Ciara Nugent investigates the murky world of sweatshops and slave labour that lies behind Argentina’s fashion and textile industry.
On a busy Thursday afternoon on Av. Cabildo in Belgrano, passersby weave around makeshift stalls and carefully arranged mats, stopping to examine the abundance of knock-off Adidas t-shirts and Louis Vuitton handbags on offer. Dotted throughout the crowd, police officers remain glued to their usual street-corner positions, showing little concern for the scene before them.
For most of us, the presence of these illegal vendors means little more than an opportunity to score some cheap socks, and the police’s apparent disinterest just another bemusing example of the dysfunction of Argentina’s public bureaucracy.
Scenes like this, however, are the tip of an iceberg in the textile industry; the most visible face of a hidden black market not just for goods but for labour, consistently ignored by authorities and tacitly accepted by the state, accounting for almost four fifths of Argentina’s textile industry according to the Argentine Textile Industry Chamber.
In Buenos Aires city alone, it is estimated that over 3,000 clandestine sweatshops churn out cheap garments by employing on the black market and ignoring the workers’ rights enshrined in Argentine law. Garments produced in illegal factories don’t just end up on the stalls of obviously dodgy counterfeiters, but on the shelves of respected fashion brands.
The textile industry’s reliance on a clandestine work force is the ugliest extreme of Argentina’s unregistered labour problem, which affects around 33% of employees in the country across all sectors. Employing workers illicitly to avoid both labour regulations and taxes, bosses lower their costs at the expense of workers’ rights and safety.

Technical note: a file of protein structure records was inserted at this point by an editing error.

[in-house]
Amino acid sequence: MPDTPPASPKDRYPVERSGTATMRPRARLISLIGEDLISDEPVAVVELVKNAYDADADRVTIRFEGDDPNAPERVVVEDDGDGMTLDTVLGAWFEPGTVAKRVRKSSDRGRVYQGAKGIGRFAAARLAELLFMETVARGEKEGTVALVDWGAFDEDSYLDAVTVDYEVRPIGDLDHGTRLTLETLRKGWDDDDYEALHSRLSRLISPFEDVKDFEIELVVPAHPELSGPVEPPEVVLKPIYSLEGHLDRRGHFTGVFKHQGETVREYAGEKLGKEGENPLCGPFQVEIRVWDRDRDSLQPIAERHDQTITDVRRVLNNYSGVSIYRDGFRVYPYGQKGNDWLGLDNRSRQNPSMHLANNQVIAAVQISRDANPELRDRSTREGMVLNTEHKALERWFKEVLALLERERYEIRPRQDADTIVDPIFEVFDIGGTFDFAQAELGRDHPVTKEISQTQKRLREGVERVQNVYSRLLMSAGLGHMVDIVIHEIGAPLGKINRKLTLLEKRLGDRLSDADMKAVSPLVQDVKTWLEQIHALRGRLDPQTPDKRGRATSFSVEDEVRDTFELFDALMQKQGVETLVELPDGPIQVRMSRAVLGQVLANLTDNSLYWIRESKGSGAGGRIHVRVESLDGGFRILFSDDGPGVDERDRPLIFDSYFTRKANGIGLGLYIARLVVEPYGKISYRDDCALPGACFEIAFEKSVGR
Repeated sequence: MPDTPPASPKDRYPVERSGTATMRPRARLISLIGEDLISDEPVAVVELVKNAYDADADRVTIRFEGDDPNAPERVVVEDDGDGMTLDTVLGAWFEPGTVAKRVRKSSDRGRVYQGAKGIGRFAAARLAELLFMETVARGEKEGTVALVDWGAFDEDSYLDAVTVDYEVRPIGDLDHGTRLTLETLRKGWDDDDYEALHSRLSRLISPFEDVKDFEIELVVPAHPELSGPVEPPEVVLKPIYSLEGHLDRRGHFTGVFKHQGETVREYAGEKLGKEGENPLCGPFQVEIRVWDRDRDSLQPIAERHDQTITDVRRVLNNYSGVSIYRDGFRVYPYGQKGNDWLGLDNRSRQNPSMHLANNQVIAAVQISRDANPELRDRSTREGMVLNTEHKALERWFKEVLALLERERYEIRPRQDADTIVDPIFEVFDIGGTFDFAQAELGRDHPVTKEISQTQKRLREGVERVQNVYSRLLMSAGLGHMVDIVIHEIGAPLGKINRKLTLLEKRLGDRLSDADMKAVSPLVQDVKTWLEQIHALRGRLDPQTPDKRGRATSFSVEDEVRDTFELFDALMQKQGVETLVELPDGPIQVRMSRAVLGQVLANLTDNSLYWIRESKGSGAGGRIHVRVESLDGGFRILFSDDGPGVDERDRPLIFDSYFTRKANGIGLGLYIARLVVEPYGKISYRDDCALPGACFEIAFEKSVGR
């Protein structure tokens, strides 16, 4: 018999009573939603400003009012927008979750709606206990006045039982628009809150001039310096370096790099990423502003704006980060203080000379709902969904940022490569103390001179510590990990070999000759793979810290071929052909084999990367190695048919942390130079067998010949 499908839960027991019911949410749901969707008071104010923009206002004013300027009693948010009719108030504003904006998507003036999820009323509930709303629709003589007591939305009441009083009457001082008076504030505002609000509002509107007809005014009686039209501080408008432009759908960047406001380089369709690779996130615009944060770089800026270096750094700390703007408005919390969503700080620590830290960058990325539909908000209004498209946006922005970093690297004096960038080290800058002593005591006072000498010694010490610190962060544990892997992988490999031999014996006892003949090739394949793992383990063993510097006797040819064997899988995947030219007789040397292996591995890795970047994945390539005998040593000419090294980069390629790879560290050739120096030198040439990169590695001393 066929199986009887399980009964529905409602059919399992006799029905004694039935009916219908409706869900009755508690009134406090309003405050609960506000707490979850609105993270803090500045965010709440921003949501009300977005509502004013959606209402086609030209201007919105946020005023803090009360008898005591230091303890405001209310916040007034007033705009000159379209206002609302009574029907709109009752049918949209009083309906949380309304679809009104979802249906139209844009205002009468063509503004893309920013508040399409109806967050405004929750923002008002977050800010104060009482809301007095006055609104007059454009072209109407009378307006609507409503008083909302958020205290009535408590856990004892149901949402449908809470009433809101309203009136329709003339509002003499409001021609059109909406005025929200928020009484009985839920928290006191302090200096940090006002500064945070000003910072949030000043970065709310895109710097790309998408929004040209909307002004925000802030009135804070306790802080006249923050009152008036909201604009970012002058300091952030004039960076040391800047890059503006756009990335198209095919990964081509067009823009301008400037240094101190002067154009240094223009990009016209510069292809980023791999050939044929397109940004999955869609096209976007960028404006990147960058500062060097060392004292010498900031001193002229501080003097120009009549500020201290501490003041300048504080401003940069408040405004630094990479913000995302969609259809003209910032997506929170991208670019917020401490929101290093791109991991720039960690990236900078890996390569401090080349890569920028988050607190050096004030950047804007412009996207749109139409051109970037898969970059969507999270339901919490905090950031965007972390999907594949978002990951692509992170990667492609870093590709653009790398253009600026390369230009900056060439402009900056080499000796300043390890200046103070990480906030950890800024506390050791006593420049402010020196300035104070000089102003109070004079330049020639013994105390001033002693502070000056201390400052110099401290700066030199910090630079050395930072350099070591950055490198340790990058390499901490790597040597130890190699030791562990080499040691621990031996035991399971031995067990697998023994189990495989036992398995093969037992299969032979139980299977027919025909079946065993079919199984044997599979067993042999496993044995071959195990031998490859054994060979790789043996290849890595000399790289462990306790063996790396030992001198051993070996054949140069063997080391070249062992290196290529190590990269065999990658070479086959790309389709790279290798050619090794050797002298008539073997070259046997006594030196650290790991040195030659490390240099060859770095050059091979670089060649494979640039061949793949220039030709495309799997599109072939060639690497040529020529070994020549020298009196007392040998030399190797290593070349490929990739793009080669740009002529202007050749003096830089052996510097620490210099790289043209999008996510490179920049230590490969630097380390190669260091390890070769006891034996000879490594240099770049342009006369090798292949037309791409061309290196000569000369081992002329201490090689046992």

An unregistered worker has no protection from labour legislation and safety regulations, no support from union wage agreements – they earn around 40% less than their registered counterparts– , and no access to pensions and social security plans. Unsurprisingly, it’s often the most vulnerable people in society who are forced to accept this situation, leading to some terrible abuses from employers in certain industries.
“Of the 78% of the textile industry that is unregistered, more than half is in conditions of slave labour,” explains Ezequiel Conde, who runs a cooperative clothing factory in Villa Urquiza. “What do I mean by slave labour? They take a neighbourhood house, turn it into a workshop, fill it with sewing machines and trick people, mostly from Bolivia, into coming to work there. They make them work 16-18 hour days in exchange for a miserable salary, around half of what you earn working for eight hours in a legal factory.”
The picture Conde paints is bleak and it’s tempting to imagine that it belongs in some separate, criminal world, where everything is an obvious fake with misspelt slogans and poor stitching. Something easily avoidable if you take a moment to consider what you’re buying. But a consistent stream of sweatshop-use allegations against mainstream businesses like Spanish brand Zara, and even the fashion lines run by Argentina’s new first lady, Juliana Awada, suggest that this kind of exploitation may also lie behind many of the businesses we trust.
“It’s the big brands that have built the slave labour system in Argentina,” claims Conde. “It’s hard to imagine how an individual sweatshop manager arrives from Bolivia and has enough cash to set up a sweatshop, buy 50 machines, and pay six or seven months of rent for a large house up front. Where does he get that money? A brand gives it to him. And what happens with the sweatshop manager and the brand later? They say, ‘We don’t know anything, we don’t know him!’”
In theory, the Law of Work at Home, establishes in clear and comprehensive terms that “business owners, intermediaries, and workshop coordinators who contract a job to private homes have a responsibility” for the payment and safety of workers, amongst a series of other obligations. In practice, however, the buck tends to stop with the workshop coordinators.
“No judge has pushed ahead on the penal responsibility that these brands have,” says Conde, “That’s why there are no brand-owners in prison, only workshop coordinators.”
Conde has first hand experience with this judicial hesitation to confront the big brands. His former employers, fashion brand SOHO, contracted out the sewing part of their production line to clandestine workshops with slave labour conditions. Conde worked in what he calls the “legal front” of the business, where workers were registered, although sanitation and safety laws were often violated.